Africa is a land of opportunities, it is referred as “next investment frontier as investors consistently make returns impossible elsewhere,” thanks to the immense opportunities it has; young emerging population, vast fertile and virgin land, abundant natural resources gas, oil, gold, minerals, gemstones, etc….

Africa is on the radar these days for many Indian companies who wish to take their business across borders.
Besides continent of extraordinary opportunities, it has its own challenges to operate in Africa whicha re very unique when compared with India and other parts of the world. Major challenges for doing business in Africa are : Lack of educated and technically competent manpower, high corruption, thefts, manipulation of imports, high volatility of foreignexchange, lack of infrastructure (Roads, Power, Railways, ports, etc…), inactive financial markets, lack of transparency in systems, etc…

Our Offerings
Companies willing to expand in Africa need to set their foot right on a sound base, we at Achyutam assist by

  • Providing a roadmap for setting-up businesses and subsequently for operating efficiently,
  • Finding out a right JV partner and making a due diligence of shortlisted partner.
  • With our extensive network with DFI’s and International Banks we assist companies in arranging finances for their projects and working capital needs.
Some Interesting Facts of Africa: Making it an immediate Investment destination
Burgeoning trade : Healthy ties and improved infrastructure make the African continent ripe and right for Indian industry

The African continent today represents new horizons and opportunities for Indian industry, in light of rising per capita incomes, new infrastructure and connectivity networks, and the expanding reach of technology.

India is fortunate to have a strong and close friendship with countries of the African continent based on shared historical experiences. India has always demonstrated strong optimism regarding the potential of the African continent and has seen itself as a significant stakeholder in its progress.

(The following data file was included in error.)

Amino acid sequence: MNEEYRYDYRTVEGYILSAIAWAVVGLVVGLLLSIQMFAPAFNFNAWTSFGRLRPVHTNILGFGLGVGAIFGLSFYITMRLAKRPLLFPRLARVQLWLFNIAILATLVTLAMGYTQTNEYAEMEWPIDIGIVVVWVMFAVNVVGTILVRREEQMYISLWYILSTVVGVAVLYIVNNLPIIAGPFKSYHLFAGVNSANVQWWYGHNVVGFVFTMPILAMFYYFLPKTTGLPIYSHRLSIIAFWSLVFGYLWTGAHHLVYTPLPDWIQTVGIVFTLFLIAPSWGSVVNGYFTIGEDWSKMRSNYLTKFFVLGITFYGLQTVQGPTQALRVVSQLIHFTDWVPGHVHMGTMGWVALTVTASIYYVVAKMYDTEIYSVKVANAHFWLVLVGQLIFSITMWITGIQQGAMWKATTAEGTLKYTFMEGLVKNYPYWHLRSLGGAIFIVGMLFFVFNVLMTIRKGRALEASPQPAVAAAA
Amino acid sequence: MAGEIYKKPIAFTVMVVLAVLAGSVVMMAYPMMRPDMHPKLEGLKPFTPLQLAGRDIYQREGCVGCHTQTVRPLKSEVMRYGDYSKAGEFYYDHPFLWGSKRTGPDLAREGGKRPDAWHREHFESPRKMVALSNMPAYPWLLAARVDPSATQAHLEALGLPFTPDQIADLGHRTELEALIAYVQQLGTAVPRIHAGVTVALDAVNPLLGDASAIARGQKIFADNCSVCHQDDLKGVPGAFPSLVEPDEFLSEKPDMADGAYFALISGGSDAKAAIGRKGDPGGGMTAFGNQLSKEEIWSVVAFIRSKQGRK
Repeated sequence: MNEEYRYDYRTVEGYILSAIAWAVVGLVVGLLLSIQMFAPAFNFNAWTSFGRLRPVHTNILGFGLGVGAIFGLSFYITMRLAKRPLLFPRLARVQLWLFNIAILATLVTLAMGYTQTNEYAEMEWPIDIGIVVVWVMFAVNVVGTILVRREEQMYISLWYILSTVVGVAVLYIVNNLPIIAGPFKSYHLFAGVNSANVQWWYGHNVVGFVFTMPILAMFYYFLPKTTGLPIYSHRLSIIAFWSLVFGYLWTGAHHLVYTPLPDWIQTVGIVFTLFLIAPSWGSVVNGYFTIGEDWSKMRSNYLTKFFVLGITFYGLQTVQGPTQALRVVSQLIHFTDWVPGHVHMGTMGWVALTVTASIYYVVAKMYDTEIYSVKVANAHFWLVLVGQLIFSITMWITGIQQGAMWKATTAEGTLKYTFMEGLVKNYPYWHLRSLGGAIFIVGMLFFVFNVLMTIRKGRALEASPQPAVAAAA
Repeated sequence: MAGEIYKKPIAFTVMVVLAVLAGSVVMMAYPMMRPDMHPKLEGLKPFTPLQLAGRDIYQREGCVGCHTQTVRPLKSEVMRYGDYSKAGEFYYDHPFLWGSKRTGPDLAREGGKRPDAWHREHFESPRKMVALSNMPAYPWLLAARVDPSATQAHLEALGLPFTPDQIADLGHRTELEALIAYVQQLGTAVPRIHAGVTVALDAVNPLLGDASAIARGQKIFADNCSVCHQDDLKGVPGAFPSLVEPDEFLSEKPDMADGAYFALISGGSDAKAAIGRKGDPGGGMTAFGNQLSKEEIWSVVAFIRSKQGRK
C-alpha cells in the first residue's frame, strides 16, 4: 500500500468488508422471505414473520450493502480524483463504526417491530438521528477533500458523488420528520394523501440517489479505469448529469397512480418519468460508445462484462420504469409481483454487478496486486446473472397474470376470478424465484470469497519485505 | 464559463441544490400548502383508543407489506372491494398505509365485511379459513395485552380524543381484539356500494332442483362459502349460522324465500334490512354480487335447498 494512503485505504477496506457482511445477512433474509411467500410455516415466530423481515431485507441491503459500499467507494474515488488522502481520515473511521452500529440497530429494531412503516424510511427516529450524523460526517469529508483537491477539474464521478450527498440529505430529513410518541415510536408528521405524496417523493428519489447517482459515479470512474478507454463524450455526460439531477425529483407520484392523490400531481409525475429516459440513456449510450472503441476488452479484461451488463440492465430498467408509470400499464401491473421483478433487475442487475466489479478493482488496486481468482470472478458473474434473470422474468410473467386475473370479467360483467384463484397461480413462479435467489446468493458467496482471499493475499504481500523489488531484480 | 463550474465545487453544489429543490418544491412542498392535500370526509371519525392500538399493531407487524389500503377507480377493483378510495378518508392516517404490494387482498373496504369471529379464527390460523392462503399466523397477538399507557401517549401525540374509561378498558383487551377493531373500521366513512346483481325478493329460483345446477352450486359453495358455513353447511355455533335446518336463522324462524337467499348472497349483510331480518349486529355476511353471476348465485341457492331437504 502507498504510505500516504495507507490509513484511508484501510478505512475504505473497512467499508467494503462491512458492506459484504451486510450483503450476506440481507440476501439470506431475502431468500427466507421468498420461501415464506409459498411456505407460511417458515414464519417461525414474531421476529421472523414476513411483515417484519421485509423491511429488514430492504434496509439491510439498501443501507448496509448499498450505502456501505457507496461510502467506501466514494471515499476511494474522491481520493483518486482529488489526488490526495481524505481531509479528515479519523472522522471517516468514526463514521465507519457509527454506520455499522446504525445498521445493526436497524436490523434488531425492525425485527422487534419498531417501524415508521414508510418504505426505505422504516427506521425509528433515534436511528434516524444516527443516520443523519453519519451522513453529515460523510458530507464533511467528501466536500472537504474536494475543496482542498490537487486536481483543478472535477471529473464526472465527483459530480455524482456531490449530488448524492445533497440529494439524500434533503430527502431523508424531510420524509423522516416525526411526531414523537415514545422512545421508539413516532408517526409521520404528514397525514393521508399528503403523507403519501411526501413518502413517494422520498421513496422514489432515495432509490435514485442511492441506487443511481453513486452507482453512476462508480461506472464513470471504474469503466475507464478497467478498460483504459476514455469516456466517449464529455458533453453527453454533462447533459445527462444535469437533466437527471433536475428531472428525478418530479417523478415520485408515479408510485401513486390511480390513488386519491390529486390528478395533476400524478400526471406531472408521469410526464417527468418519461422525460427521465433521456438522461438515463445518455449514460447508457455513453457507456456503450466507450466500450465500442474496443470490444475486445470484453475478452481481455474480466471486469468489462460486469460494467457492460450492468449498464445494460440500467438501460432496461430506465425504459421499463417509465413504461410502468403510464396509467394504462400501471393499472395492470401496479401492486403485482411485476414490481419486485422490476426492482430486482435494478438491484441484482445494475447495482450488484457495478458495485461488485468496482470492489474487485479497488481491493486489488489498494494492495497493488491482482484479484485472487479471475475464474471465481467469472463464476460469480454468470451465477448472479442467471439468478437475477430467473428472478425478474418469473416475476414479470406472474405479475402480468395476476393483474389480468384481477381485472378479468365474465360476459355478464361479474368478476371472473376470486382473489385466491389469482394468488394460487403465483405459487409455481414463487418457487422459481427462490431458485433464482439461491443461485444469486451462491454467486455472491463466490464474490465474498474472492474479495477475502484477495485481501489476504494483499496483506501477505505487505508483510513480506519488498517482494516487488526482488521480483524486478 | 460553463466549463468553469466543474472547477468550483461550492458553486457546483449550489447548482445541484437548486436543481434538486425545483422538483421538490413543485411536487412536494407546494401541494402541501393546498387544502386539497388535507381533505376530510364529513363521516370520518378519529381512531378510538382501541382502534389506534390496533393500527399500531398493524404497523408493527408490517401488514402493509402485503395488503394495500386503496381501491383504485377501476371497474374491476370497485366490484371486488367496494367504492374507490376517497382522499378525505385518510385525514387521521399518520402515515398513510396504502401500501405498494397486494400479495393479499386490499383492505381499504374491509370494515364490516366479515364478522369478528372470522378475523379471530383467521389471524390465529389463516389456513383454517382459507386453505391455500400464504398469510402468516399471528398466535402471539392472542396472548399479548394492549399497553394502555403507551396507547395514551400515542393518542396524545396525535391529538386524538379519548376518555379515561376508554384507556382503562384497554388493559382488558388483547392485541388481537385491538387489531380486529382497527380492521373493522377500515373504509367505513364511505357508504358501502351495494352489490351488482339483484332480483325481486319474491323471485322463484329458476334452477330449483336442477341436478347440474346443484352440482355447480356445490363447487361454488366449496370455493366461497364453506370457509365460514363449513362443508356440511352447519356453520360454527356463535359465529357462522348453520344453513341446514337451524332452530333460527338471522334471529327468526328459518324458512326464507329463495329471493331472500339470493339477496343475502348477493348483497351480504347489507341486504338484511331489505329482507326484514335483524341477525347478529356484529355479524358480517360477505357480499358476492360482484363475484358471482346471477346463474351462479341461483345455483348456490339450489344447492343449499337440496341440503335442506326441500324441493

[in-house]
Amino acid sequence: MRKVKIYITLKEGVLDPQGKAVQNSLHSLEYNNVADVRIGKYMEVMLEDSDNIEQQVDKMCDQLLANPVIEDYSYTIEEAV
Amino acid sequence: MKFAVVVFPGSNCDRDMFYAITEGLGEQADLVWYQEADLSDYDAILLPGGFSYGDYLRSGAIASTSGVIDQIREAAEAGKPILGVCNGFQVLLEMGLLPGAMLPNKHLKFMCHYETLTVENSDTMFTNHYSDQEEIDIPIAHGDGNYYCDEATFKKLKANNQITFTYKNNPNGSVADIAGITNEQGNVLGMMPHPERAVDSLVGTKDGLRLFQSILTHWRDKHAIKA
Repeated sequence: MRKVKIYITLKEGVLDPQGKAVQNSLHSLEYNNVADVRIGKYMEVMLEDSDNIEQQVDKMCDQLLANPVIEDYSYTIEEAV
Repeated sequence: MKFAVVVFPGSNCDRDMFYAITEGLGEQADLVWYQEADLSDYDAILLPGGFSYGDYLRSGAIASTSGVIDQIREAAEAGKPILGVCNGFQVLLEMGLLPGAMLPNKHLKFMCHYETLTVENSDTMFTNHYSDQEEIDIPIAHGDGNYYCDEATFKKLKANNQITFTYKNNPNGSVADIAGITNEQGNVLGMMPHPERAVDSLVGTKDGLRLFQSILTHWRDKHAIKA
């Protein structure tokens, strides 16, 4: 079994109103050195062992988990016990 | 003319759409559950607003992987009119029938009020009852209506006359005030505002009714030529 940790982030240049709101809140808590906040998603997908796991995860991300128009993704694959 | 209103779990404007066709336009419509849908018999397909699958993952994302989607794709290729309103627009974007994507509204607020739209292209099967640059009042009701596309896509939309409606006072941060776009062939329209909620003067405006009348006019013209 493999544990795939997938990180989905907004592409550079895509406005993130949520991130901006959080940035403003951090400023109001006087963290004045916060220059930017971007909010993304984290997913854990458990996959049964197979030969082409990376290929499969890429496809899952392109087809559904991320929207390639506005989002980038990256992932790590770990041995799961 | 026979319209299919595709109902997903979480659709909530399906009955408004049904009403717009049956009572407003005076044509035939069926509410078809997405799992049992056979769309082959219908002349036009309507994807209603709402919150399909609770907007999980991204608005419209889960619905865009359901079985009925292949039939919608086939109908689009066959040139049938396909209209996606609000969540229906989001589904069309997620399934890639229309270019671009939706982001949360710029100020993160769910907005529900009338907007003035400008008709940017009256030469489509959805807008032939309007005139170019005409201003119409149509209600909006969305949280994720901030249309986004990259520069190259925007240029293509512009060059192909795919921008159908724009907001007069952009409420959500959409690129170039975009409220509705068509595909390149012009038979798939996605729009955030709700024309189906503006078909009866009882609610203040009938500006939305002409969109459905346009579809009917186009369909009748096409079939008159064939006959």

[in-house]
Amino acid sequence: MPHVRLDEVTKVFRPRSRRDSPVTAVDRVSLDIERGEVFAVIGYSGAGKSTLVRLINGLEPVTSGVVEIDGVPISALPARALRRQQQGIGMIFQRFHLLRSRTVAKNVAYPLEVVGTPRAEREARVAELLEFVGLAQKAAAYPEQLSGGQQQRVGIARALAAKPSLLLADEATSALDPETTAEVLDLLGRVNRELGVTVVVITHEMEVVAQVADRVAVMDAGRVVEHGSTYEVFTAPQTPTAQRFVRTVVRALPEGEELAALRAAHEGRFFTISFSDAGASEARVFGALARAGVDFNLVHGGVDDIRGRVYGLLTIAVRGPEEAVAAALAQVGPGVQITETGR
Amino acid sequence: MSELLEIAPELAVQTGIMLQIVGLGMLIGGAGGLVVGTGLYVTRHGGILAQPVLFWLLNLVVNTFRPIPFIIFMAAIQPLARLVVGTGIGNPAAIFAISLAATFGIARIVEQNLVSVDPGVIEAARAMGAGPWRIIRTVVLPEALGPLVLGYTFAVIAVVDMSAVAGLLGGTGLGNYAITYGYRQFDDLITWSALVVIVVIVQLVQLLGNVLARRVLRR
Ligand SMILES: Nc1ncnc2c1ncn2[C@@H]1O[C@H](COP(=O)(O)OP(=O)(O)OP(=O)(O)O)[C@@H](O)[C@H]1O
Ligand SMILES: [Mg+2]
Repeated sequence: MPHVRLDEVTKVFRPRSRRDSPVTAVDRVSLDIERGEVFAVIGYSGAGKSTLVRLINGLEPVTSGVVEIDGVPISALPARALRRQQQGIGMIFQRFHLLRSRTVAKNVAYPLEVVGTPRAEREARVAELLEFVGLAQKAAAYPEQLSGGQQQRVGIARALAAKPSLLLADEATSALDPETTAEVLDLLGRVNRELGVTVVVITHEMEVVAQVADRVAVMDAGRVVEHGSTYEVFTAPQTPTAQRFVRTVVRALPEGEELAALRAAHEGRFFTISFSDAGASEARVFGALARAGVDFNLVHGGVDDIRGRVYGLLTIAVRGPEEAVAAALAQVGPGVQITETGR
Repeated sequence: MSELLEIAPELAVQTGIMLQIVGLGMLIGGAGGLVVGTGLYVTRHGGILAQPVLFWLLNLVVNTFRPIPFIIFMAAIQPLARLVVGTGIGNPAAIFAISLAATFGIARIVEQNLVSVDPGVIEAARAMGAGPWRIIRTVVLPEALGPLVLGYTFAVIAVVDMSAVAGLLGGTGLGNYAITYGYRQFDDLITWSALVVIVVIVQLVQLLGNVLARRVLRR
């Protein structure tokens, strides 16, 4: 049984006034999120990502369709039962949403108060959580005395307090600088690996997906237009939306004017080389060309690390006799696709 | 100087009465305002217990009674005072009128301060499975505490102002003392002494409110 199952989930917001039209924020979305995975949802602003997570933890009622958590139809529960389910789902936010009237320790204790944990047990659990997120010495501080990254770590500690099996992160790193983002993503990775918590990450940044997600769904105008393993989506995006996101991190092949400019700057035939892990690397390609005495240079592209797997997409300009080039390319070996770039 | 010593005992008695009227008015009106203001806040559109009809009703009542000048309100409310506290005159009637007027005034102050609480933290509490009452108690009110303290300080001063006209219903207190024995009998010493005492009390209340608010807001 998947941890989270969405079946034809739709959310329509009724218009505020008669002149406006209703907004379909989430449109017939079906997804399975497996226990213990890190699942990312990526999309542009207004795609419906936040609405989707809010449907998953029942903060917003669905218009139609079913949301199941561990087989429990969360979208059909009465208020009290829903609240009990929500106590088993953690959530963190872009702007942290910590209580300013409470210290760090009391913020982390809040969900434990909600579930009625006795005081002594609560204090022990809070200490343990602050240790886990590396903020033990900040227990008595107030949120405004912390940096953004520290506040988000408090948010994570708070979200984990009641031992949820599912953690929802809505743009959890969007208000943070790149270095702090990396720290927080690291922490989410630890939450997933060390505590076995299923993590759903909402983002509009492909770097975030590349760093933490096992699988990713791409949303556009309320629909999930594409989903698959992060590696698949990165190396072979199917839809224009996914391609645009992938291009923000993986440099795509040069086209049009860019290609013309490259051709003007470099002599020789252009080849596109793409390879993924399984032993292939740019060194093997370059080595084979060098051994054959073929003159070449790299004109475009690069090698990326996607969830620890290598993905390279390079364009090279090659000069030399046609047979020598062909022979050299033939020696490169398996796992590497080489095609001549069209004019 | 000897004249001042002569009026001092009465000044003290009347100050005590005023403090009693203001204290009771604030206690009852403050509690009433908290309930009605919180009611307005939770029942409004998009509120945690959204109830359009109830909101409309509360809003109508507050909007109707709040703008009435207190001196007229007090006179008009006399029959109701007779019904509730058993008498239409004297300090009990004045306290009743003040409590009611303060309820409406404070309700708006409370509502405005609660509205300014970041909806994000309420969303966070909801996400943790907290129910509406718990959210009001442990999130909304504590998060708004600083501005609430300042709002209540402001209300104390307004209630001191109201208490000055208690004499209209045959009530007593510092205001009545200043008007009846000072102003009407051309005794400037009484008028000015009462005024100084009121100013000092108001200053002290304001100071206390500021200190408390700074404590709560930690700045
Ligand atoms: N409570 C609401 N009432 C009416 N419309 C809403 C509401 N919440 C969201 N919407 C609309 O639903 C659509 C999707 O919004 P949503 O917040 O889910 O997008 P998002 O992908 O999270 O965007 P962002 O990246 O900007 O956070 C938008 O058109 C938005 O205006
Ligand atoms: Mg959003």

The Indian government has taken several initiatives over the recent past to strengthen the bilateral engagement, instituting platforms for dialogue and cooperation such as the Pan-African e-Network, the Focus Africa programme, and the India-Brazil-South Africa process. The India-Africa forum summits have imparted further impetus to this endeavor..

India’s economic engagement with Africa goes beyond trade and investment to extend to innovative domains such as alternative energy, organic farming, medical expertise, skill development and technology partnerships. Africa’s natural and human resources resonate well with India’s capacities to convert them into productive assets.

Indian companies in Africa have earned goodwill for their long-term strategic engagement to work with communities and people. ‘Affordable, adaptable and accessible’ goods and services have been considered the road to successful ventures in Africa.

As a result, trade has skyrocketed from less than $5 billion in 2000-2001 to over $70 billion in 2012-13. The export profile is well-diversified and top export items include petroleum products, transport equipment, pharmaceuticals and fine chemicals, and machinery.

India’s imports from Africa too are growing robustly, crossing $44 billion in 2011-12.
The country is Africa’s fourth largest trading partner, and accounts for over 5 per cent of Africa’s trade. Given India’s dependence on crude oil and gold, Nigeria and South Africa accounted for about half of total imports. Coal, metals and inorganic chemicals are among the top five import items.

The most encouraging feature of the economic partnership is the strong pipeline of investments that Indian companies have undertaken in Africa, across sectors such as FMCG, mining and minerals, telecommunications, construction and projects, among others. It is estimated that acquisitions by Indian companies accounted for a third of the total value of acquisitions in Sub-Saharan Africa in 2010. India’s approved cumulative investments from April 1996 to March 2013 are estimated to be $37.8 billion.

India and Africa have set a trade target of $90 billion by 2015,
The Exim Bank has 129 lines of credit in operation as of December 2013, amounting to $6 billion for projects in 45 African countries. These LoCs facilitate imports of project equipment and services from India in infrastructure and manufacturing.

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